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Geneva, 7th June 2018.

On the year of its 70th birthday, the World Health Organization (WHO) is finally taking steps to repair an injustice that it co-created: the affirmation that Cannabis had no medical value, based on biased scientific processes, as a ground for global prohibition of traditional and recreational uses of Cannabis, as well as severe restrictions to medical access and research.

This week in Geneva, for the first time ever, the WHO drugs committee has heard the voices of doctors, patients, and researchers, and has started to analyze and weigh the harms and benefits of Cannabis for health neutrally.  Their conclusions are likely to change international law and impact home policies globally.

The NGO FAAAT think & do tank has been working to facilitate and broaden the interactions, dialogue, and inputs between WHO, civil society, and governments. For this event, we coordinated a Joint Civil Society Statement to the Experts[1] endorsed by 106 NGOs from 35 countries in all continents. Among them are organizations of scientists, doctors, human rights, affected populations, patients, students, users or addiction professionals.

This contribution criticizes the numerous bias found in the preparatory process and the documentation of the 40th Expert Committee on Drug Dependence (ECDD) meeting.

106 organizations have endorsed the statement, from Afghanistan, Argentina, Australia, Austria, Belgium, Bolivia, Canada, Chile, Colombia, Costa Rica, Czech Republic, El Salvador, France, Germany, Greece, Hungary, Ireland, Israel, Italy, Jamaica, Mexico, Paraguay, Peru, Portugal, Santa Lucia, South Africa, Spain, Switzerland, the Netherlands, Trinidad and Tobago, the United Kingdom, Uruguay, United States of America and Zimbabwe. The full list is visible unfolding the box below:

List of the 106 Civil Society Organizations endorsing the Joint Contribution to ECDD40: Procedural, methodological and terminological bias.

 

Country Name of the organization Short name
The Netherlands
Alliance for the Abolition of Cannabis Prohibition Verbond voor Opheffing van het Cannabisverbod VOC
USA
Americans for Safe Access ASA
Belgique
Anti-prohibitionist Liason Liaison Antiprohibitionniste
Spain
Aragon Federation of Cannabis Users Associations Federación de Asociaciones Cannabicas de Aragón ARAFAC
Argentina
Argentinian Cannabis Organizations Front Frente de Organizaciones Cannábicas Argentinas FOCA
Argentina
Asociación Cañamera Manuel Belgrano
Argentina
Asociación Civil Cannabicultores de la Cordillera Chubutense ACCC
Argentina
Asociación Civil Cogollos del Oeste
Argentina
Asociación Civil Rosarina de Estudios Culturales
Argentina
Asociación Cultural Jardín del Unicornio
Argentina
Asociación Edith Moreno Cogollos Cordoba
Paraguay
Association of Victims of State Crimes Asociacion de Victimas de Crimenes de Estado
Australia
Australian Medical Cannabis Council
Austria
Austrian Cannabis Network
Spain
Basque country Federation of Cannabis Users Associations Federación de Asociaciones Cannabicas de Euskadi EUSFAC
UK
Beckley Foundation
Bolivia
Bolivian Students for Sensible Drug Policies Estudiantes por una Política Sensata de Drogas Bolivia EPSD Bolivia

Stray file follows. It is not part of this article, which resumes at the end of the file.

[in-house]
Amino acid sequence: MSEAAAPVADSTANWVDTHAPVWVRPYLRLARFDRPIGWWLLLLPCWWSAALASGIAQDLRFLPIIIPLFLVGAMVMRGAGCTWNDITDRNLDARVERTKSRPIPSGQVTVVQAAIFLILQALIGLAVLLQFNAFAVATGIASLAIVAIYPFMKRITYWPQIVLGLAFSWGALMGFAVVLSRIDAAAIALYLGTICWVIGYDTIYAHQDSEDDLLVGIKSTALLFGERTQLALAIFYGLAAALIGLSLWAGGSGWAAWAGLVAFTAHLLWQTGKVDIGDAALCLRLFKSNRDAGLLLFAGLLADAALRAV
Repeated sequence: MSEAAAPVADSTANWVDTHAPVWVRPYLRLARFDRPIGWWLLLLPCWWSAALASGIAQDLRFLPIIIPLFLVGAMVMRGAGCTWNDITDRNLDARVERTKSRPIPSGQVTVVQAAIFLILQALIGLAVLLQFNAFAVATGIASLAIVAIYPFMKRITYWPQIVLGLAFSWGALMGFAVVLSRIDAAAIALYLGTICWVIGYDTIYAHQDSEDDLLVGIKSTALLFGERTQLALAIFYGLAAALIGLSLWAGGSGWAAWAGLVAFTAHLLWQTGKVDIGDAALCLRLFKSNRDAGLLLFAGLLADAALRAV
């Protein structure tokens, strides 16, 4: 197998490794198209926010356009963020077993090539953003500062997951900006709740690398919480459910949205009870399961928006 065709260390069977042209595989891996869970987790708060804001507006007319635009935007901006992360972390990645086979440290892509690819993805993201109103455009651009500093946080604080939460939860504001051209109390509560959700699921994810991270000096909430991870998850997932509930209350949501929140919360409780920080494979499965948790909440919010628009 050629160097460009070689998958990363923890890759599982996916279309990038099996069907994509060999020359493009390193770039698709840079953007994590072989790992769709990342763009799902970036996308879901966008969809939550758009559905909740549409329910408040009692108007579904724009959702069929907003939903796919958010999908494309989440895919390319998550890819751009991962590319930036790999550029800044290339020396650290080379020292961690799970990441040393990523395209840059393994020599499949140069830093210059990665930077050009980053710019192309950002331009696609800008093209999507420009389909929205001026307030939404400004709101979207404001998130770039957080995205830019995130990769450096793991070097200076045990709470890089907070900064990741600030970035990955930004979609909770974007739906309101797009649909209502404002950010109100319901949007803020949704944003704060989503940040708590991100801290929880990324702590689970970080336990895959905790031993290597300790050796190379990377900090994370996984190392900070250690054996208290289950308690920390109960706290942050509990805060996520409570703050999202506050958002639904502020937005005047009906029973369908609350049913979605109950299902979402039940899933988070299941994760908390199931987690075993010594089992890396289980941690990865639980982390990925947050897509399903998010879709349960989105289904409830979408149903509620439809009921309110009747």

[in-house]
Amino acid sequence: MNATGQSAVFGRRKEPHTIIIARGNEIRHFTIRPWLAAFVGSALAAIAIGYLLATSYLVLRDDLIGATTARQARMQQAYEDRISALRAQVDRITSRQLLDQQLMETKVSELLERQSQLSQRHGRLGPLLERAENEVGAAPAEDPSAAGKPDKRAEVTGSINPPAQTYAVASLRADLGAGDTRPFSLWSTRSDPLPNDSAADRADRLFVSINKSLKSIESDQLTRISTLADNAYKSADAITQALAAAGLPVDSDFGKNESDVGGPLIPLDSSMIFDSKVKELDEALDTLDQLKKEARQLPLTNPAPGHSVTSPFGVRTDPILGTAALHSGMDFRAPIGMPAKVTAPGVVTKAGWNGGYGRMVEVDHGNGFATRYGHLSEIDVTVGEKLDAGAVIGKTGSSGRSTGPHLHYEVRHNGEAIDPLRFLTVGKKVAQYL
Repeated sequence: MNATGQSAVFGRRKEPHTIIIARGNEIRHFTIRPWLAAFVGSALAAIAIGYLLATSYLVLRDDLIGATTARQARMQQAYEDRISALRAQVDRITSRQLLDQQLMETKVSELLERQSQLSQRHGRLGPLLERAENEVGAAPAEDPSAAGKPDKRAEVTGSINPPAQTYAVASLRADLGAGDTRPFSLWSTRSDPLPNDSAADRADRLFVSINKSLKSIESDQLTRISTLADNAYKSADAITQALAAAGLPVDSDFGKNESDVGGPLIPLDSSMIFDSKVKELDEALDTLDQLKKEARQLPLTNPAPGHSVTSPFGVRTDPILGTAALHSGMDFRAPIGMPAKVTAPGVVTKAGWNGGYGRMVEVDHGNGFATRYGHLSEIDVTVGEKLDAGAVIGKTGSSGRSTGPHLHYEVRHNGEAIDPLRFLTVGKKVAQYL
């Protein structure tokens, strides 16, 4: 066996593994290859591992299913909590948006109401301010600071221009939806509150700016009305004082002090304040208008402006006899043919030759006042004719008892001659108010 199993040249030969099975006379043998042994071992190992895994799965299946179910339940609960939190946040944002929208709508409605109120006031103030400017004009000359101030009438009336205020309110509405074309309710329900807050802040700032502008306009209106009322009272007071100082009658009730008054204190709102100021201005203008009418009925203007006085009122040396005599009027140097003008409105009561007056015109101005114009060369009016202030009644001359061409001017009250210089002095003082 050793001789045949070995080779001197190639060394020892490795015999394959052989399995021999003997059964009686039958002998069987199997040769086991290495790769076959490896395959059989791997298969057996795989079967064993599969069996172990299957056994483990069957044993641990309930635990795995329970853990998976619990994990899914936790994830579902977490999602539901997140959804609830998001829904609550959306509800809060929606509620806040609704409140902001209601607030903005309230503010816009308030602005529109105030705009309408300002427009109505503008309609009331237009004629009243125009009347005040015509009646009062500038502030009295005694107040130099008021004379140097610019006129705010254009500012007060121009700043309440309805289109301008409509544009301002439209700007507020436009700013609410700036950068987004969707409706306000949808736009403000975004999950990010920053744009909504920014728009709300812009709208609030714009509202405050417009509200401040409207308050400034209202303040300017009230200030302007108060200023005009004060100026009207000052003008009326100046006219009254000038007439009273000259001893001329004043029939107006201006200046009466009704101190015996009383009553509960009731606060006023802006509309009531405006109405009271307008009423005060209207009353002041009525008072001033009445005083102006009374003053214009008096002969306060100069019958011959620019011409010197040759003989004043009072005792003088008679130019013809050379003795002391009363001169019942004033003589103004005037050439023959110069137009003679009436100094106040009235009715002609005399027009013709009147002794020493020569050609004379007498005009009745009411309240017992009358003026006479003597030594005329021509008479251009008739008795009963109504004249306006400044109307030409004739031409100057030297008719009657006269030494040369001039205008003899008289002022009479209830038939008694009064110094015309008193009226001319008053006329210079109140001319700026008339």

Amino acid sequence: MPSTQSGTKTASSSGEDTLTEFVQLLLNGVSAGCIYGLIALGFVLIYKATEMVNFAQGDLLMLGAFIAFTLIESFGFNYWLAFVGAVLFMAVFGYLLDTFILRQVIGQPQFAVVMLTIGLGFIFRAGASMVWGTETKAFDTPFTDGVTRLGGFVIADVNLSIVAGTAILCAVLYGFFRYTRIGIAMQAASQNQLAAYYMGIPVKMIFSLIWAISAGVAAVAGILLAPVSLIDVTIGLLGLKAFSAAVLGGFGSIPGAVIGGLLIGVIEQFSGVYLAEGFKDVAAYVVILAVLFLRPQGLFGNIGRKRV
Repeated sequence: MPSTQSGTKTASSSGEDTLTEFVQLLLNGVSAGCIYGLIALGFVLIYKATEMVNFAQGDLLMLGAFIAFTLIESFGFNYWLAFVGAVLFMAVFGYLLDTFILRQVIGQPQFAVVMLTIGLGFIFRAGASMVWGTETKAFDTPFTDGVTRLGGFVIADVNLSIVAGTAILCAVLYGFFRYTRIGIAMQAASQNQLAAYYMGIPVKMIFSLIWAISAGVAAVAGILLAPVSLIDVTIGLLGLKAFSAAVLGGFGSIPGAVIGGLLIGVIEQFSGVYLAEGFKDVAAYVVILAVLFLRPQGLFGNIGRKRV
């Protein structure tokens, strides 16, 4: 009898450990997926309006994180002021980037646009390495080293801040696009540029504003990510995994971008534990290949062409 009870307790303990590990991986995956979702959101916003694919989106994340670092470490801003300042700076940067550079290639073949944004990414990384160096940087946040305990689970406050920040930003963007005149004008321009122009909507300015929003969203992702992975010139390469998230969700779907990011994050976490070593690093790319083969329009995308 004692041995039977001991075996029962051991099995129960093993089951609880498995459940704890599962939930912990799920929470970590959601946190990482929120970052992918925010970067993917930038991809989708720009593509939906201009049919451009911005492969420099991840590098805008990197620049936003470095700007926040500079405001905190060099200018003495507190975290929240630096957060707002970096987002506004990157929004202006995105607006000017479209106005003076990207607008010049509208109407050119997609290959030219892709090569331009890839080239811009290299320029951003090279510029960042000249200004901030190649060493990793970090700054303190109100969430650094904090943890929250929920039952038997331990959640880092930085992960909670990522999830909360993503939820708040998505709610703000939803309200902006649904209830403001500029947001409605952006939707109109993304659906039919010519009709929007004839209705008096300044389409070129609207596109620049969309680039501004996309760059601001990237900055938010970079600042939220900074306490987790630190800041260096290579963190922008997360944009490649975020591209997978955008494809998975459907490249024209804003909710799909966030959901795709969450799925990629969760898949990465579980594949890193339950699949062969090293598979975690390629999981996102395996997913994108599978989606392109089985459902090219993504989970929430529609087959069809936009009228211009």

Canada
Canadian Students for Sensible Drug Policy CSSDP
Argentina
Cannabis and health Cannabis y Salud
Italy
Cannabis Impatient Patiens Pazienti impazienti Cannabis PIC
Austria
Cannabis In Action TV CIA-TV
Czech republic
Cannabis War is Over campaign
France
Cannabis Without Borders Cannabis Sans Frontières CSF
Trinidad and Tobago
Caribbean Collective for Justice CCJ
Santa Lucia
Caribbean Drug & Alcohol Research Institute
Afghanistan
Center of Excellence in Harm Reduction and Dependency
Argentina
Civil Association for the study of natural therapies against epilepsy and associated pathologies HYGIA HYGIA Asociación Civil para el estudio de terapias naturales contra la epilepsia y patologías asociadas
Colombia
Colombian Cannabis Entrepreneurs Network Red de Emprendedores Cannabicos de Colombia RECC
Costa Rica
Costa Rican Association on Drug Studies and Interventions Asociación Costarricense de Estudios e Intervención en Drogas ACEID
USA
Criminal Justice Policy Foundation CJPF
Argentina
Cultivando Con Ciencia
Argentina
Cultivo en familia
Germany
Die Linke party - Drug policies section LAG Drogenpolitik NDS von die linke
Spain
Dosemociones
USA
DRCNet Foundation DRCnet
UK
DrugScience
France
ECHO Citoyen
Jamaica
Ethio-Afro Diaspora Unity Millennium Council EADUMC
Belgium
European Coalition for just and effective drug policies ENCOD
International
European Industrial Hemp Association EIHA
El Salvador
Evangelical Protestant Church of El Salvador Iglesia Evangélica Protestante de El Salvador IEPES
Spain
Federation of Cannabis Users Associations Federación de Asociaciones Cannabicas FAC
South Africa
Fields of Green for All
International
For Alternative Approaches to Addiction, think & do tank FAAAT think & do tank
USA
Foundation of Cannabis Unified Standards FOCUS
France
French-speaking Union for Cannabinoid Medicines Union Francophone pour les Cannabinoïdes en Médecine UFCM-Icare
Spain
Fundación Renovatio
Germany
Green Help Network Grüne Hilfe Netzwerk
Germany
Hanfparade
USA
Help Not Handcuffs
Ireland
Help Not Harm
USA
Hemp Industries Association HIA
Austria
Hemp Institute Hanf Institute
Germany
Hemp Museum Hanf Museum
Paraguay
Human Rights Program "Dreamt Patry" Programa DD.HH "Patria Soñada"
Hungary
Hungarian Medical Cannabis Association Magyar Orvosi Kannabisz Egyesület
Greece
Iliosporoi Network ηλιοσπορος
International
International Center for Ethnobotanical Education, Research and Service ICEERS
International
International Medical Cannabis Patients Coalition IMCPC
Israel
Israeli Green Leaf Party Ale Yarok
Greece
Kannabio social hemp cooperative Kanabio Κοινωνικη Συνεταιριστικη Επιχειρηση
Germany
Knowmad Institute
Czech republic
KOPAC Patient Organization for Cannabis Medicines Pacientský Spolek pro Léčbu Konopím KOPAC
El Salvador
La María Guanaca
Chile
Latino America Reforma
Czech republic
Legalizače
The Netherlands
Legalize
Austria
Legalize Europe
Afghanistan
Madawa Addiction and Health Care Organisation
Paraguay
Mamá Cultiva
Argentina
Mama Cultiva Asociación Civil
Colombia
MamaCoca
Argentina
Medical Cannabis Users Association of Argentina Asociación Para Usuarios de Cannabis Medicinal APUCaM
Mexico
Mexican Students for Sensible Drug Policies Estudiantes por una Política Sensata de Drogas Mexico EPSD Mexico
USA
Multidisciplinary Association for Psychedelic Studies MAPS
Peru
Museum of Sacred, Magical and Medicinal Plants Museo de Plantas Sagradas, Magicas y Medicinales